Walmart Picker and TikTok user Tio (@tio_choco) has a bone to pick with folks who place mobile orders for $5 DVDs and he aired his grievances, demonstrating why it's such a hassle to fulfill these purchases.
"Today someone ordered one of the five dollar movies," the Walmart personal shopper says while showing off the mobile device employees use to manage inventory in the store: it's the 2015 animated comedy Home on DVD.
It should be a relatively easy job, right? All he needs to do is head to the entertainment section of the store, grab the flick from the shelf, drop it in the basket that has the customer's name/order number on it, and then proceed with the rest of his tasks until it's time to clock out.
The trouble with the order, however, is with the fact that it's one of the store's discounted movie titles, which are pretty difficult to spot, a point he drives home when he moves the mobile device to reveal that he's standing in front of a massive bin of DVDs: all of them various titles of different genres.
"How fun," he says as he begins to dig through the gargantuan pile of DVD cases as he searches for the DreamWorks picture before the video cuts out.
The first question one may ask themselves is: wait, people still actually buy DVDs? And the second might be: why doesn't Walmart have a better system in place to locate these flicks?
(What wasn't a question, judging from the comments in response to the video, however, was whether or not legendary Walmart worker Gail Lewis would be able to locate the movie.)
To answer the first question: yes, people do still buy physical copies of films. Sure, sales of the entertainment medium have ultimately plummeted a whopping 86% since 2008, however, money is still being made off of these discs: in 2022 it was still a $1.58 billion business, and while that may seem like a high number, it's a steep decline from the previous year's $1.97 billion.
As for Walmart's bargain bin of DVDs and Blu-Rays, it would appear that many shoppers have disparate attitudes towards them — there are some folks who appreciate the fact that while ambling through Walmart's aisles they can stop at one of these bins and sift around to find a title they may like.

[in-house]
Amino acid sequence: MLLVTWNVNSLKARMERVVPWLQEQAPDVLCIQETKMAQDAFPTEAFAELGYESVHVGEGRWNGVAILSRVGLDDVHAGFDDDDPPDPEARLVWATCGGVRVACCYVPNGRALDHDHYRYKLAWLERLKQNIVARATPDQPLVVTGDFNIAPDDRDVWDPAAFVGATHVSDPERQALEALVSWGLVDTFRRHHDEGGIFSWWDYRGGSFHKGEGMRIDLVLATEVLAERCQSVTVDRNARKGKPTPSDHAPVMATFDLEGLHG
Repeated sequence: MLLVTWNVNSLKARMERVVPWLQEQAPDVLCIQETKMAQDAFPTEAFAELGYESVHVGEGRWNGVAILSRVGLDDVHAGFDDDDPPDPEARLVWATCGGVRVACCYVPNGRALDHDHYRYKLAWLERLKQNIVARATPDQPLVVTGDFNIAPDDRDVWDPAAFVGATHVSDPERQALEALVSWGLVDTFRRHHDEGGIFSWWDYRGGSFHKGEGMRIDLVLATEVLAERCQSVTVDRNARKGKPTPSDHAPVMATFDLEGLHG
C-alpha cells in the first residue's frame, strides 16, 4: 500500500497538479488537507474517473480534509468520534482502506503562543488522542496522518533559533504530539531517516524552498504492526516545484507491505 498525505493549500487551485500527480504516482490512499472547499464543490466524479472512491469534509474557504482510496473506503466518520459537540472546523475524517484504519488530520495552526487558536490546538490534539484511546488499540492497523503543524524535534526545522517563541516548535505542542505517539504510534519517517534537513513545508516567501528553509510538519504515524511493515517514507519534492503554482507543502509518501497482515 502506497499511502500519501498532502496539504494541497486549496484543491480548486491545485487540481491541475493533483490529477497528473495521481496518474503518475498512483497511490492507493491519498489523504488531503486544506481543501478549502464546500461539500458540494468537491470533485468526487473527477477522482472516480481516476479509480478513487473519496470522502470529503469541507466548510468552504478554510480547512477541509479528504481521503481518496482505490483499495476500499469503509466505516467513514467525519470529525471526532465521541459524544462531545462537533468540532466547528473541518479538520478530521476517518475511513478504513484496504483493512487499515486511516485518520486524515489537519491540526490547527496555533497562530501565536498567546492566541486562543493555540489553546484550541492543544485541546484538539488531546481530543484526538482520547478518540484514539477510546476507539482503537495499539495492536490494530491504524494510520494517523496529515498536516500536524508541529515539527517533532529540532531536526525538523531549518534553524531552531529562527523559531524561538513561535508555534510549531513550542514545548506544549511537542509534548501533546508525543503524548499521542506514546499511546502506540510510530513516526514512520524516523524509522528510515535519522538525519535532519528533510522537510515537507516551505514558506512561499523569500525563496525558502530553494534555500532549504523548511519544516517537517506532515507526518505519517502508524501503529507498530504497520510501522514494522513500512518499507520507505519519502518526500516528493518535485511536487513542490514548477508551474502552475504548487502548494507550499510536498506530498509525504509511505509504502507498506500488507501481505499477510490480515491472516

Like this one Redditor who uploaded a photo of 11 flicks they picked up out of the retail giant's trademark bins. The post indicates that they completed their haul in early 2023, which indicates that there are still folks out there who prefer to not watching all of their movies via streaming platforms. Oh, and their upload was made to a sub on the site that's dedicated to DVD collecting to boot.
Some people have even complained about these bins disappearing from stores, like these users on a Home Theater Forum thread.
Robotbutt reported in 2020 that Walmart shoppers can also expect to find fewer and fewer bargain DVDs available at their favorite location in the years to come, and USA Today reported that major retailer Best Buy will discontinue all DVD sales after the 2023 Holiday Season.
Which means that there could be a lot of opportunities for folks to snag up some discount DVDs in the near future, until presumably they are entirely phased out, even if there are those who believe that they will most certainly be around for longer than many people think.
And while there are plenty of DVD stans out there willing to profess their love for the dumpster diving approach to snagging $5 movie deals, there are others who absolutely hate seeing these mounds in retail stores.
Some enjoy these bins so much that they've uploaded footage of themselves dedicating time to organizing movie piles, which probably would've made Tio's job a lot easier.
While the TikToker's clip certainly highlights an instance where fulfilling customer orders can be frustrating, Walmart's order picker position is one that has been lauded by some as being a low-stress and chill way to earn an average of $16.85 an hour.
As for why Walmart decides to place all of these DVDs in a bin instead of lining them up on shelves: there could be several reasons for this. The first being that because they are being sold at such lower price points than newer releases the store doesn't necessarily give them the star treatment.
Another, simpler answer is a possibility too: if they've been around for so long, then that must mean someone is buying physical copies of movies, which Tio confirmed in his TikTok.